Saturday, March 2, 2024

two concerts and half a dance recital

Well, that was weird (see previous post). Betty Smith is an author I'm capable of not having a thought about for decades on end, and then she shows up twice in my feed in a matter of days.

Back to slightly more normal events. I reviewed for the Daily Journal a string quartet concert taking place the day after my previous concert. But it was a string quartet concert with a difference. A dance company founded and run by Deaf people would be performing along with the music. Turned out there were just three of them, and it was less than half of the music, which raised the question of why there was so little dancing when they were going to special lengths to invite members of the non-hearing community to attend? What were they supposed to do while there was no dancing? Just watch the musicians busily sawing back and forth?

The next Saturday, which was today, the small music department recital hall featured one of its student showcase concerts: various ensembles play a movement or two of something, followed by a different ensemble playing something else, and so on. And if you read the bios, it turns out that most of the students are either computer science majors or pre-med.

The best instrumental performance on this program was a movement from a Brahms Piano Trio. More problematic was a movement from the Franck Violin Sonata, the same work that B. is struggling with at home. Turned out that this violinist was struggling with it a bit too.

But the highlight of the event was something a bit unusual for these concerts: song recitals. Three songs each by a tenor and a soprano. The tenor, probably more of a light baritone as his low notes were strong but his high ones a bit chancy, sang Rodgers and Hart's "Bewitched, Bothered and Bewildered" too slow and Bernstein and Sondheim's "Maria" too fast. The soprano, Moira O'Bryan, with a light but firm voice, sang three songs that I (nor B., when I showed her the program afterwards) didn't know, and she brought the house down with a dazzling romantic breakup number called "If You Hadn't, But You Did," music by Jule Styne and lyrics - unsurprisingly considering their virtuosity - by Comden and Green.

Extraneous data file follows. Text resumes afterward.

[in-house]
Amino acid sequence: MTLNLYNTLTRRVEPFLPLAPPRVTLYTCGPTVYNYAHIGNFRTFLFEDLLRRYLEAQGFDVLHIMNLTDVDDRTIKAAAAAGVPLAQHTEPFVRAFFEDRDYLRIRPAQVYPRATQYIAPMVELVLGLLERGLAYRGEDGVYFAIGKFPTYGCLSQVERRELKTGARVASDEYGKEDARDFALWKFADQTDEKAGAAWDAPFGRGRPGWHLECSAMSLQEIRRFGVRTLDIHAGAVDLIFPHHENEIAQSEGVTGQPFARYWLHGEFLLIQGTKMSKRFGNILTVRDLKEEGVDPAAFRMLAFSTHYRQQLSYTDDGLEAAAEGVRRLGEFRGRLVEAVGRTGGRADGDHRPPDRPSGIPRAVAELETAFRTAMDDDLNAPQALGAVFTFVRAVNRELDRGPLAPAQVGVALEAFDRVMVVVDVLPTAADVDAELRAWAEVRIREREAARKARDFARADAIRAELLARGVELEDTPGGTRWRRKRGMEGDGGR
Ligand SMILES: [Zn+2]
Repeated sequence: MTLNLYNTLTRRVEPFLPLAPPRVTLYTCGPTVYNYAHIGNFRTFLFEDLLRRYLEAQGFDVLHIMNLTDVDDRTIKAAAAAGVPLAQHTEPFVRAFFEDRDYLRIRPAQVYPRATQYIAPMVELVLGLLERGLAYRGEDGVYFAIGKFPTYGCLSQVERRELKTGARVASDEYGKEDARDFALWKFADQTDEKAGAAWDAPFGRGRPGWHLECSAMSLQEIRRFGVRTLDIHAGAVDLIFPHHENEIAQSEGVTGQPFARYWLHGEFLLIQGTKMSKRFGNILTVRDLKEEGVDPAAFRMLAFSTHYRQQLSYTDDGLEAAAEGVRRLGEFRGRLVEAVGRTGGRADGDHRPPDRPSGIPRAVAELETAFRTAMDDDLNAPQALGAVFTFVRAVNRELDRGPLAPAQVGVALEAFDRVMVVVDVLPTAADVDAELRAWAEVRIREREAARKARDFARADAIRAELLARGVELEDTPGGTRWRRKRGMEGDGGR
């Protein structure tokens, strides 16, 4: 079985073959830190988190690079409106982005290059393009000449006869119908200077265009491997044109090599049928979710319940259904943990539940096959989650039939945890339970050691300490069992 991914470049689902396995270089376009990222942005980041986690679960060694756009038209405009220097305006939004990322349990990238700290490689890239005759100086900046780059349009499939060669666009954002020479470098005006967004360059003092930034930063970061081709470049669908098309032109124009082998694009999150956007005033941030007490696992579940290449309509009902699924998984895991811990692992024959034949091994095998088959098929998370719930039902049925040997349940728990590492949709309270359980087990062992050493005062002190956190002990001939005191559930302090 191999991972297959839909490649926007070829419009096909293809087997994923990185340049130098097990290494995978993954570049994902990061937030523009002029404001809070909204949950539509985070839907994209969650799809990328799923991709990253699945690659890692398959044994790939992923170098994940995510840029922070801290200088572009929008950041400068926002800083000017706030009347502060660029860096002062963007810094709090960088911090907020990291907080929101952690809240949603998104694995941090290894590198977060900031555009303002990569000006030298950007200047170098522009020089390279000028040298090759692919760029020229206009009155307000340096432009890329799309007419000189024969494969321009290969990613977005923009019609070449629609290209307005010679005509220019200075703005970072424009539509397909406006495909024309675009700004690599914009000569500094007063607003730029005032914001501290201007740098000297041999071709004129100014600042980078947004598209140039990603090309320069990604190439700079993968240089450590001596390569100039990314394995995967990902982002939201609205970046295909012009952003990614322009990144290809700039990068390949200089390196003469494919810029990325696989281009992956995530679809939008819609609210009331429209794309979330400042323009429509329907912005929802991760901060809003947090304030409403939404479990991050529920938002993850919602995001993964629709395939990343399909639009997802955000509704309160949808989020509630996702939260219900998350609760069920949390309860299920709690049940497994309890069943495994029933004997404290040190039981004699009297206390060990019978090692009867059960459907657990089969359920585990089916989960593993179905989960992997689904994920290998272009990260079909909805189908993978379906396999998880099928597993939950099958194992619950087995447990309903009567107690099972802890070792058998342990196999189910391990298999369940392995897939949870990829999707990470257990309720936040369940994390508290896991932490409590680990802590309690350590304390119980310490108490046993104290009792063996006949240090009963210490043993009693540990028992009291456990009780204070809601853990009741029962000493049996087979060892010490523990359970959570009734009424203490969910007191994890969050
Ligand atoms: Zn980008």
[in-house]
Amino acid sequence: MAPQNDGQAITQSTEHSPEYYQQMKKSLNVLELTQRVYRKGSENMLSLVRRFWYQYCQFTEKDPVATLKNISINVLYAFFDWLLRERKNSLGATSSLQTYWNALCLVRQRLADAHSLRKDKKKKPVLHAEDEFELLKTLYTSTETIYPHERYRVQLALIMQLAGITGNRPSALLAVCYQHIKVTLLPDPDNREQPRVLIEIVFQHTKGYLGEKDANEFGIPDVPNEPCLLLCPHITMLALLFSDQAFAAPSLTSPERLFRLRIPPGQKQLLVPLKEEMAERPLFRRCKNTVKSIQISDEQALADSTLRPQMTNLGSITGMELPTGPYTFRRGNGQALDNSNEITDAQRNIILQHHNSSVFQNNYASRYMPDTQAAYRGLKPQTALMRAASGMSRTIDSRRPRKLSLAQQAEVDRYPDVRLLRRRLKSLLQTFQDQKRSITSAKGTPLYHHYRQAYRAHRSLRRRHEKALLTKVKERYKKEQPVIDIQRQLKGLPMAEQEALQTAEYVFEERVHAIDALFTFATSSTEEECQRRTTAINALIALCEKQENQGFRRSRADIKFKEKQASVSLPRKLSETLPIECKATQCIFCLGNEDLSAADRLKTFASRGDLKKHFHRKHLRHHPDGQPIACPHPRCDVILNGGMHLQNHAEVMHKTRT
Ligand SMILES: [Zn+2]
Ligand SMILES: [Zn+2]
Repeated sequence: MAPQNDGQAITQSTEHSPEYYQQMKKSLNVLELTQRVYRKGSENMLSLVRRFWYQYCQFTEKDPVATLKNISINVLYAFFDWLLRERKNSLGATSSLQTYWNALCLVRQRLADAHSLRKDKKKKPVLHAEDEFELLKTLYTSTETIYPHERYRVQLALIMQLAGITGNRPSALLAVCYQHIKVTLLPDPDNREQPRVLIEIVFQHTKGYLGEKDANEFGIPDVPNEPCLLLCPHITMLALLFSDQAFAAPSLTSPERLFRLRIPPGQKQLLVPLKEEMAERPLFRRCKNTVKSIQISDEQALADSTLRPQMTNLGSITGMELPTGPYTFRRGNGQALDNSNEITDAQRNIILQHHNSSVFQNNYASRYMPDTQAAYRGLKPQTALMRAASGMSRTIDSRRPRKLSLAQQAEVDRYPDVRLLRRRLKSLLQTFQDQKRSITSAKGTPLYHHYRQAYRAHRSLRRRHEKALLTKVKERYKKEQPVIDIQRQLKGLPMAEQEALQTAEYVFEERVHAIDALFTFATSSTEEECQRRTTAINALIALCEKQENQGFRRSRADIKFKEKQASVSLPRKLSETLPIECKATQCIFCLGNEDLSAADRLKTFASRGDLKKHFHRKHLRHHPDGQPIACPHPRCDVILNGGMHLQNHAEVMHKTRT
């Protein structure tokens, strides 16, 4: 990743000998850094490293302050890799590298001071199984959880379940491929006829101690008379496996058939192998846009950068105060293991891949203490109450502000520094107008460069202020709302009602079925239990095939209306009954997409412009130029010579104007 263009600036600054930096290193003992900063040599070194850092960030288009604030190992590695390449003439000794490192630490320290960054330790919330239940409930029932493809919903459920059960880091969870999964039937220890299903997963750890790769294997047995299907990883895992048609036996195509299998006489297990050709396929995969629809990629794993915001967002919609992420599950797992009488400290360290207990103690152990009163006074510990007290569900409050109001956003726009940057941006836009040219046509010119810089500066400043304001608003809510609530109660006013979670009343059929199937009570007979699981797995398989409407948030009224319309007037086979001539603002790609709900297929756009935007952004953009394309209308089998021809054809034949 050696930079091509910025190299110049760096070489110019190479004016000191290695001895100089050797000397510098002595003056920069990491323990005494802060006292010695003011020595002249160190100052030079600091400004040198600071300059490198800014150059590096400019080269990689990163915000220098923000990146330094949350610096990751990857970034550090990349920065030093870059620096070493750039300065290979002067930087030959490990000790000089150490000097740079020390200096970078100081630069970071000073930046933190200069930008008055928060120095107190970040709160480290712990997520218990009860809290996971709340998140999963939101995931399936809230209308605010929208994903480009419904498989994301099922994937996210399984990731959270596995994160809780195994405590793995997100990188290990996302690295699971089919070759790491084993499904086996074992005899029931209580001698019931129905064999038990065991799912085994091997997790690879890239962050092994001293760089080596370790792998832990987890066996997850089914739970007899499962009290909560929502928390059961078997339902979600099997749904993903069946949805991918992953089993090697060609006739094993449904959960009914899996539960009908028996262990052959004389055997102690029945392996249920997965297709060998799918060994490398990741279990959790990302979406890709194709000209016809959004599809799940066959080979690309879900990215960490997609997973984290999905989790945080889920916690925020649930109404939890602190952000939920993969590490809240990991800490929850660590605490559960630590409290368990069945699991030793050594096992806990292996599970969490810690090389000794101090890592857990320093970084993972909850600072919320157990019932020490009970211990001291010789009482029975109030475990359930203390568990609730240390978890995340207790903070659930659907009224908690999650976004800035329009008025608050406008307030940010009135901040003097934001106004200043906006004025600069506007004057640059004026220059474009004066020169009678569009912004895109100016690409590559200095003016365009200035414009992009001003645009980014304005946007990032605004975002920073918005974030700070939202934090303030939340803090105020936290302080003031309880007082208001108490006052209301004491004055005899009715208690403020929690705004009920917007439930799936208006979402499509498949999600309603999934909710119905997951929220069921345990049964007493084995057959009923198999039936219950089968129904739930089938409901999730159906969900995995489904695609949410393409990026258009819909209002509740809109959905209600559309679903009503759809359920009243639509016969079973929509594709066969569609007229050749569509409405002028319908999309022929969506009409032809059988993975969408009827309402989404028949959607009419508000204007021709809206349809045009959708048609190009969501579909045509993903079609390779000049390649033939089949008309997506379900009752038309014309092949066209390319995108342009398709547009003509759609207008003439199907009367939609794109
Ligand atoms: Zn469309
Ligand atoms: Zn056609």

You have to hear this, so here's a recording by Dolores Gray from the original cast album. That's probably the best version all around, though it's also been picked up by Kristin Chenoweth, Liza Minnelli (sounding more like a Christine Pedi impersonation of her than Christine Pedi does), and Carol Channing - this is probably the best, certainly the funniest, of the cover versions, despite or perhaps because of Carol losing the thread of the fast-paced lyrics as she sings to an increasingly dismayed Perry Como.

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